There is a plethora of advice/books available on this subject but i quite liked the ideas shared by Shreyas Doshi in his twitter thread

For clear writing, answer these questions

- What am I really trying To say ?

- Why should people care ?

- What is the most important point ?

- What Is the easiest way to understand the most important point ?

- How do I want the reader to feel ?

- What should the reader do next ?

For better retention and comprehension, sharing my sketch summary here.

What are the writing tips that have worked well for you ?

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Saturday, August 27, 2022



I recently stumbled upon and reread an article I wrote on the topic "Introversion at Workplace" ( This was written way back in the year 2008. One positive change that I have seen since then is that workplaces are increasingly becoming more inclusive. One gets a lot of hope when topics like inclusivity get the airtime in leadership meetings. On the other hand, arguably, the inclusion based on personality types is a topic that isn't talked about as much as it probably should.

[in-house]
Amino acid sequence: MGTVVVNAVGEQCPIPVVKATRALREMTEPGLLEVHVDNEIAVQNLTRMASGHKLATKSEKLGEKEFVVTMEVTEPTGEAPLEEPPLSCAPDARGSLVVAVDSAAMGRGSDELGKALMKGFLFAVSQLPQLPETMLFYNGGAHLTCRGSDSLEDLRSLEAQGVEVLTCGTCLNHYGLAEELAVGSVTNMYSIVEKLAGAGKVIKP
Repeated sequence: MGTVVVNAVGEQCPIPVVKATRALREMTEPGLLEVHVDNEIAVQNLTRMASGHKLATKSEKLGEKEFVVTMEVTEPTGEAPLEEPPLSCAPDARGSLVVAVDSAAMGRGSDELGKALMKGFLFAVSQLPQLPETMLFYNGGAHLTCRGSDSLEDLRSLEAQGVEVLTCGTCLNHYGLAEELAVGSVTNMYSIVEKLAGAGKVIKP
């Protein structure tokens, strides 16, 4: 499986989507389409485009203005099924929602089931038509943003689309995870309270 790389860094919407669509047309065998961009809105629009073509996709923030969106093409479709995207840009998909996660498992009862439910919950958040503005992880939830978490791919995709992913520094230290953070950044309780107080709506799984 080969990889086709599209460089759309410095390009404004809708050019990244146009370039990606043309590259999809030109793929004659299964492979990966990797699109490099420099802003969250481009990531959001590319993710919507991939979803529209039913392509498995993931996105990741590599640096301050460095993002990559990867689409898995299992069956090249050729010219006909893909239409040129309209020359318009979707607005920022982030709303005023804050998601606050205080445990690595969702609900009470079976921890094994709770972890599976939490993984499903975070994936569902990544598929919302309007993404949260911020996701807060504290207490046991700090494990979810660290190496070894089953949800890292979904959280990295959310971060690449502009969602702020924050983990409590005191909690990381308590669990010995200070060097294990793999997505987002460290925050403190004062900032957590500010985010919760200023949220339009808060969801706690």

Introversion and Extroversion are considered different ends of the human personality spectrum. An introvert person draws their energy from their internal world of ideas and emotions whereas an extrovert person gets energized by the external world through socializing, meeting people, going places, doing outward bound things.
In her book- "Quiet: The Power of Introverts in a World That Can't Stop Talking", Susan Cain emphasizes that companies should not create workplaces tailored only to extroverts. She suggests that to provide both extroverts and introverts with a suitable environment, make your workspace more flexible: give employees the chance to exchange ideas but also to withdraw and be alone.
Work from home truly provided ample spaces for introverts to recharge and reenergize. However, with the offices reopening (even though partially) we usher in truly into the hybrid work era. While organizations need to do their bit to make employees with introvert personalities feel more inclusive, the onus. to an extent, also lies with introverts to tune-in for a return to work scenario.
Harvey Deutschendorf, the author of a recent Fast Company article (link in comments) shares the simple strategies for Introverts to prepare for return to office scenarios. Summary of the points below-
1. Practice self-care: “When introverts practice good self-care and tap into their unique ability to listen deeply, collaborate, problem solve, and build trust, they can leverage their subtle but powerful abilities.”